The rains are two months late this year and afterward the drizzle has been non-stop for several weeks now. They've taken down the berries in good numbers in Sakleshpur, where the rains are most intense in our district. In Ballupet, on the fringe of the coffee belt, the rains are less than in Sakleshpur. But the berries are on the ground in Ballupet as well. The crop across the entire belt was poor last year, whereas this year the coffee blooms were plentiful. They signaled a fine harvest to come when they turned into berries and weighed down the long, slender branches. But these late monsoons have doused those hopes.
The drops fall in an incessant soft patter on the roof and on the leaves of the coffee plants and the silver oaks and the other shade trees. The gray and the prennial sound of rain and the as-yet-unreconciled loss are together a cold dismal brew. But the planter has known disappointment and has lived with it for years; so now he is busy securing the best yield he can in the situation. This week, his workers are pruning the plants. They're pulling out the "sucker" branches so nourishment flows to the branches that have berries on them. They're arranging the sucker branches with their lush leaves round the slim trunks of the plants, for them to rot there and nourish the parent. Mulching, they call the process.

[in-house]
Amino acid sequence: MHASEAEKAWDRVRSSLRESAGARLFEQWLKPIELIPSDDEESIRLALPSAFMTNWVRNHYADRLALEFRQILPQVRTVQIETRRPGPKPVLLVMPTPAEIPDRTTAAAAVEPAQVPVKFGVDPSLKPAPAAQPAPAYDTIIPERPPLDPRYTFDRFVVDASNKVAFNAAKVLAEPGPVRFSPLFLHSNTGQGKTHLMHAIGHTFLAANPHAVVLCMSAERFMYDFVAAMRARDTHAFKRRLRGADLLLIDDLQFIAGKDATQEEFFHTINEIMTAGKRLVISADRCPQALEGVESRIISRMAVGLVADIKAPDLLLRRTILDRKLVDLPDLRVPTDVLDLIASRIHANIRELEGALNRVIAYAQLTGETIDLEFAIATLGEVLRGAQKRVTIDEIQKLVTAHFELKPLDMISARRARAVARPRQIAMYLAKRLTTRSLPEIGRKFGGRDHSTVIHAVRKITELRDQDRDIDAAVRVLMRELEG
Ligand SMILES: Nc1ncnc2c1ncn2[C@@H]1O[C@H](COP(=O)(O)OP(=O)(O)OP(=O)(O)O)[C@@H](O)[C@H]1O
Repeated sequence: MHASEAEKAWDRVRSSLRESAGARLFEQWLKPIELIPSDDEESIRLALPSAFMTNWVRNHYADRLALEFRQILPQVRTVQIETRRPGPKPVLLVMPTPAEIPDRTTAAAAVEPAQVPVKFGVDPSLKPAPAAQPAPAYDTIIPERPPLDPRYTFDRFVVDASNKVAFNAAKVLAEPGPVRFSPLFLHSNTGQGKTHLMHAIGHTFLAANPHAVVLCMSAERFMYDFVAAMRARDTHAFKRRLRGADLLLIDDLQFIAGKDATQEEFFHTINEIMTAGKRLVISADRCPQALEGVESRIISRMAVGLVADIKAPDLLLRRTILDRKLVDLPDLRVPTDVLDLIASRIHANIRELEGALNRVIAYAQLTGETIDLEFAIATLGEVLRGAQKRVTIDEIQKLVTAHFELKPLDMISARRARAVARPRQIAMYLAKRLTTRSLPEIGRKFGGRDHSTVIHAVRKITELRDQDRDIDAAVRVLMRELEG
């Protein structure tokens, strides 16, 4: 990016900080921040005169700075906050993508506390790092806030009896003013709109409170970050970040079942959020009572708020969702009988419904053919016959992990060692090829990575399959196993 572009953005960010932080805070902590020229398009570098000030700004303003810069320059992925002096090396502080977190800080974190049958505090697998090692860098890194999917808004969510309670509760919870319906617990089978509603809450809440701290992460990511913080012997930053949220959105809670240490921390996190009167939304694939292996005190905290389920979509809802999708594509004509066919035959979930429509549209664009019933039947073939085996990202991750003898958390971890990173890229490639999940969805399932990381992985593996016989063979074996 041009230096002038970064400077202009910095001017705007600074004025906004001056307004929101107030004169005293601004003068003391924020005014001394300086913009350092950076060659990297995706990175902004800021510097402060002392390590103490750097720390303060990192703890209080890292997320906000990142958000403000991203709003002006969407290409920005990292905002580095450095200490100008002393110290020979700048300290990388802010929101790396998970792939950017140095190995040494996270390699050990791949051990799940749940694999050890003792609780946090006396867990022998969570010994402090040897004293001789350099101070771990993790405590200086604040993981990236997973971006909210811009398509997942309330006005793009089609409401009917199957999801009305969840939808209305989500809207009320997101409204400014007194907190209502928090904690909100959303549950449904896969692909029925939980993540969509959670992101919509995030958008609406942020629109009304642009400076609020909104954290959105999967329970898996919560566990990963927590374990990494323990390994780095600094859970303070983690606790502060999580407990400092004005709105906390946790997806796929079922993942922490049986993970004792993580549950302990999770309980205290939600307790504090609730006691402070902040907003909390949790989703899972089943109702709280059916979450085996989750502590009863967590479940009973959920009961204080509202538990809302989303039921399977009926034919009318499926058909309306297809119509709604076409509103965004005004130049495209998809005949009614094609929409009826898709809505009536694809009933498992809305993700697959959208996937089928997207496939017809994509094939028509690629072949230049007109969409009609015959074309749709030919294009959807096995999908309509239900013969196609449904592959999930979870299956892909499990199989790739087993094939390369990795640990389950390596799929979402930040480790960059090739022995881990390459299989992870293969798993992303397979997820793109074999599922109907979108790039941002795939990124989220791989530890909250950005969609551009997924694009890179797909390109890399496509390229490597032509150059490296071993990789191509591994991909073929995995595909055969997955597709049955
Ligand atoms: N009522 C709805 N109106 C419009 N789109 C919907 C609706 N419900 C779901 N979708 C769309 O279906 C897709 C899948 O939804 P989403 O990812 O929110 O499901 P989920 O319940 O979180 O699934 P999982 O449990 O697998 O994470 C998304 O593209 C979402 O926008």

Only the cement-topped drying yard is free from slush—and the rocks that flank the plantation streams. Upon rocks green moss has grown and is multiplying. On the drying yard the growth is gooey and transparent and when you walk on it, and if you aren't in the moment, you fly. I was carrying a large camera in hand. I watched it go down thudding when I slid and landed on my back. To get back up, I slid broadside, inches each effort until I reached a railing. I checked the ground rubbing the soles of my boots on it, and after a time I rose. I was fine. My camera was scratched and its flash-shoe was crushed.
I must've looked clumsy, in how I fell and got up. And I was with three others. But I'm advanced in age and so I felt no shame and in two minutes after I was up I went down and shot some pictures. Here's one, of the stream that runs through Bheemeshwara Plantation. It was speeding down to Kempu Hole.